Criticism of Occupy Wall Street protests is so anecdotal and insubstantial that you have to wonder if Ronald Reagan is speaking from the grave. This is a brief guide to the realities behind the mainstream spin.
Many of the "so-called protesters" are actually attending ritzy universities.
So what? A Harvard degree doesn't come anywhere near guaranteeing a $400,000/year income, the approximate amount needed to join the one percenters. Most of these students are future 99 percenters. So they're right where they belong -- at the protests.
As for the "dressing down," all college students -- as well as the fully employed people who come to the protests after work -- tell me the same thing, "Of course I wear my old clothes. I should wear my best clothes to sleep in a tent and maybe get tear-gassed?"
Not showering, and using public restrooms to wash.
As complaints go, this comes under the heading of "Pick one." You can hardly complain because people are washing and not washing.
If it's not washing -- then cross the street, or hold your nose and walk on by. And if the complaint is washing in public restrooms, note the word "public." That's who the restrooms are there for: the public. I've seen signs in parking lots warning "No skateboarding," but I've yet to see one in a restroom that says "No washing."
The protestors don't know what they want.
Deluded observers can cure their ignorance by looking at the placards seen in photographs in mainstream media:
Notice only the last demand is reactionary; on other issues the protestors want advances. (And a few honest government financial appointees like Elizabeth Warren wouldn't offend them, either.)
Two things most protestors are not demanding: single-payer health care and jobs. They're perfectly aware that universal health care is years away, and they don't expect the government to create jobs.
The homeless are joining the protests for free food.
Some are. Yet as I was photographing an Occupy San Francisco camp, a tourist from Ohio commented to me, "That's kind of an indictment in itself, that Americans should have to come to a protest to eat."
And Then There Are STATISTICS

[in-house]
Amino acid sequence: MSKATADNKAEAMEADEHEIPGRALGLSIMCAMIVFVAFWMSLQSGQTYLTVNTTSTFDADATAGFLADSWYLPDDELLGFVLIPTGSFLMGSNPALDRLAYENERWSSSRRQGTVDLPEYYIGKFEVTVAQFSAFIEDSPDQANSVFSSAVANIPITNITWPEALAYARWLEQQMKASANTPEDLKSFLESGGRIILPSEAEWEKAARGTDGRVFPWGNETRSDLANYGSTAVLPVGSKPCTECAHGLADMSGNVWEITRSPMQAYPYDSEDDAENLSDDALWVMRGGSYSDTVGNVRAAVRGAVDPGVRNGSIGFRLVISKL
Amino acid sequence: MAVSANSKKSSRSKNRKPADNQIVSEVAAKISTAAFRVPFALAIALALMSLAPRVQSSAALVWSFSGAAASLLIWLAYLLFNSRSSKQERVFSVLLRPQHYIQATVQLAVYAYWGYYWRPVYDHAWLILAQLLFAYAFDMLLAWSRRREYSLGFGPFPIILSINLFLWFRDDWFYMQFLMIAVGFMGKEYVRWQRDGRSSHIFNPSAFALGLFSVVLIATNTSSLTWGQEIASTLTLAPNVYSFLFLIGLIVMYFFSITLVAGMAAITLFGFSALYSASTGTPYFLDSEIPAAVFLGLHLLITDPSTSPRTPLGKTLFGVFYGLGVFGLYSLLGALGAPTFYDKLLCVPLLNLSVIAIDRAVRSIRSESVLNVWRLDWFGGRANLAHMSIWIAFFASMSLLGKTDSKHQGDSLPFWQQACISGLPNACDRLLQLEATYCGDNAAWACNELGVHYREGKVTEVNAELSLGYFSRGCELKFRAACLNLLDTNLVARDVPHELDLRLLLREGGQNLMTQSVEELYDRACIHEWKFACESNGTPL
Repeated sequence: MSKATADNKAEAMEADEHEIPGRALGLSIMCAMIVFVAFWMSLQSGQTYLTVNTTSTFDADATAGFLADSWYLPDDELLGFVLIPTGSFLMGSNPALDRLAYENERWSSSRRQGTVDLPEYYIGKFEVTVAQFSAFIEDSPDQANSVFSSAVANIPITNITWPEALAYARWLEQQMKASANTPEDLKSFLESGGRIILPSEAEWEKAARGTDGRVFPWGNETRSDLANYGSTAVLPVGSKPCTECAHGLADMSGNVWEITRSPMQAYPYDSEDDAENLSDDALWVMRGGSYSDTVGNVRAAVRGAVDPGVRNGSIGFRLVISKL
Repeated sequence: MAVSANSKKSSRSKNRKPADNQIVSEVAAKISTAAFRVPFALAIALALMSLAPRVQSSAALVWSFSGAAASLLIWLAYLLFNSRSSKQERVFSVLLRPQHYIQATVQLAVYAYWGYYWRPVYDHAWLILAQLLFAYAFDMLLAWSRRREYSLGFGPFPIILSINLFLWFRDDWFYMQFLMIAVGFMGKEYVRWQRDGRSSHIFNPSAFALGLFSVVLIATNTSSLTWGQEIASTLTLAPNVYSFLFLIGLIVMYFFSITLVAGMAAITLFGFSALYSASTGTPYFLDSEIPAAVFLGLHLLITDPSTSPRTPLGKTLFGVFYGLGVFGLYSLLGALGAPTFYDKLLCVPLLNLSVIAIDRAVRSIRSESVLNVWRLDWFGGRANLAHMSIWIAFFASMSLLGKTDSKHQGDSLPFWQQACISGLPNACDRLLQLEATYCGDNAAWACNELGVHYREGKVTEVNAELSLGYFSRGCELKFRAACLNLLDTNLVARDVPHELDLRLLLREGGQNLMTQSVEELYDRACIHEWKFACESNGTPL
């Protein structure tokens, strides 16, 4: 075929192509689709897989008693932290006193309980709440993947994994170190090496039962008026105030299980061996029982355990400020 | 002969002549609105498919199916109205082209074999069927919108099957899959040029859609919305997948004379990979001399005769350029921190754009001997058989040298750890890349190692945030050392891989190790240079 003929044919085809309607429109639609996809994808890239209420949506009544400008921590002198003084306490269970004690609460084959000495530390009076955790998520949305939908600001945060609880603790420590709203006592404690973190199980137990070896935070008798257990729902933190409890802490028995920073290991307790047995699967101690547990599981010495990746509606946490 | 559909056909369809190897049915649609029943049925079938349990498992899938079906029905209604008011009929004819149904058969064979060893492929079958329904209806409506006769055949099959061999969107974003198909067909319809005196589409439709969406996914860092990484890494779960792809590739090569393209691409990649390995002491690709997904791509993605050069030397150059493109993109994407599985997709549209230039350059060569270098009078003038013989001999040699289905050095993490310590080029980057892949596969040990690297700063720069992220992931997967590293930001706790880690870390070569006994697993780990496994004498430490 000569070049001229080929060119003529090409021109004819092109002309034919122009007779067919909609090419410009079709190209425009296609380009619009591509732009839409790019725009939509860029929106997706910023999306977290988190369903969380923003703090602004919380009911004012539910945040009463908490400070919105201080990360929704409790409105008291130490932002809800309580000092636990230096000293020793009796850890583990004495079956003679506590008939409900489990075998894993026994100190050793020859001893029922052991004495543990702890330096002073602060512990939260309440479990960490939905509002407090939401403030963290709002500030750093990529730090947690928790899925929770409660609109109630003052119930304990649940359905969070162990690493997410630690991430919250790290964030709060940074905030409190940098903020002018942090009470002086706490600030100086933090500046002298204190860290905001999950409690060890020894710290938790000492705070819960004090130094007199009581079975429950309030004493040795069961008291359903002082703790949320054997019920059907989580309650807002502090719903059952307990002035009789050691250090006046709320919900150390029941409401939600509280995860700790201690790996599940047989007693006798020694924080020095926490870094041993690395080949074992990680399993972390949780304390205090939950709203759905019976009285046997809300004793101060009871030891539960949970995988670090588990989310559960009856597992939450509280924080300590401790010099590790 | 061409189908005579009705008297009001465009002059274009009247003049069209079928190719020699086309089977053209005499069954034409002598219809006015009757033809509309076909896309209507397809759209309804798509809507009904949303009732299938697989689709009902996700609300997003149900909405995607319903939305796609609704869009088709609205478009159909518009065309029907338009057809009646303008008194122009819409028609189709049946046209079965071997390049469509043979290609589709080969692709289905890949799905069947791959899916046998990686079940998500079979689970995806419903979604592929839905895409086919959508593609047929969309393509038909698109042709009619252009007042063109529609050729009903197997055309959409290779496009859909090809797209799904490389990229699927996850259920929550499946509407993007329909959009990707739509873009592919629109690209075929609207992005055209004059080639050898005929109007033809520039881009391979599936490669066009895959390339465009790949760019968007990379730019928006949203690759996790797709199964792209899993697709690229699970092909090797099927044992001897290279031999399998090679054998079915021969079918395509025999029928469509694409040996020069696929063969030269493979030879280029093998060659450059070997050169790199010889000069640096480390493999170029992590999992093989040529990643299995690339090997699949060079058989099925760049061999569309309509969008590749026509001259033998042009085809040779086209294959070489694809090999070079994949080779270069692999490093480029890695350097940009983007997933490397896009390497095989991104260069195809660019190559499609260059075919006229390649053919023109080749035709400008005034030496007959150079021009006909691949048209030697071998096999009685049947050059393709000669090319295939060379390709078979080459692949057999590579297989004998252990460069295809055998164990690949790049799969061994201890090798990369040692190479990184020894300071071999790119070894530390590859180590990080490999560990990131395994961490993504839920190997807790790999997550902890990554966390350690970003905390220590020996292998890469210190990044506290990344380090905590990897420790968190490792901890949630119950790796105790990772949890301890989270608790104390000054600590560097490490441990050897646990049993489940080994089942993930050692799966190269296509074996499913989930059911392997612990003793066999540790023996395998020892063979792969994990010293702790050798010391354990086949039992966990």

OWS has cost cities $13 million dollars in expenses.
Are we impressed by this? Impressed when that sum is compared to the 4th of July, where fireworks alone cost several hundred million for a one-day celebration of a mightily important event, but one that occurred over two centuries ago.
In this context $13 million is chump change. In the 1960s U.S. Senator Everett Dirksen commented that "A million here, and a million there, and pretty soon you're talking about real money." I haven't heard that phrase in over 15 years without it being changed to "... a billion here, and a billion there... "
If police had been less confrontational, the entire cost of OWS protests to date might have been a quarter of that.
Cleaning up "200 pounds of excrement."
As I recall from the summer I spent on a farm, a 200 pound pile of cow manure is about 30 minutes' shoveling for a 7-year-old boy. I'm guessing the weight, based on the pile being a lot bigger than I was. (Unlike the anti-OWS scatology fans, I felt no urge to shovel it onto a scale and weigh it. Or were city sanitation workers ordered to take it somewhere and weigh it?)
Which raises the question of why the cities did not provide portable toilets, as they do for most any civic event -- as they supply tens of thousands of toilets across America on the 4th of July? A few hundred toilets does not seem too much to ask, when Americans are assembling to demand a redress of their grievances under their First Amendment rights.
(The reactionary answer to the lack of toilets is "because they didn't have a permit!" A few government health departments will simply order a city to put toilets in place, but most health departments lack that authority, so politicians are free to deny permits and deny toilets.)
A decreasing percentage of Americans support OWS.
Pollsters have been on a roll with this statistic, but the fact is that these are micro-snapshots. People's opinions are based on how much mainstream media coverage there has been in a given week, and whether protestors or police have been more outrageous that week. Pollsters are dancing around the issue of whether Americans feel the economy is deeply corrupt and flawed.
Clearly, protesters won support the day Lt. John Pike pepper-sprayed sit-in students at the University of California Davis. But next week the protesters may feed homeless people again, further annoying the mainstream, or at least annoying the fringe right wing. So we will see who botches public relations the most. From personal observation, I'd guess it will be the police.
Either way, escalation from either side means mainstream media will be forced to cover OWS, especially if there are good photo-opportunities. Now that protesters are starting to occupy foreclosed buildings, there should be plenty more photo-ops. And then the public will make up their minds.
In varying forms, "There are lies, there are damn lies, and then there are statistics." was attributed to British Prime Minister Benjamin Disraeli by Mark Twain. Which, of course, led people to attribute it to Twain himself. The "who really said it" debate is covered at wikipedia.org/wiki/Lies,_Damn_Lies,_and_Statistics
Appreciation to James Heintze for his pointers to July 4th statistics and costs at
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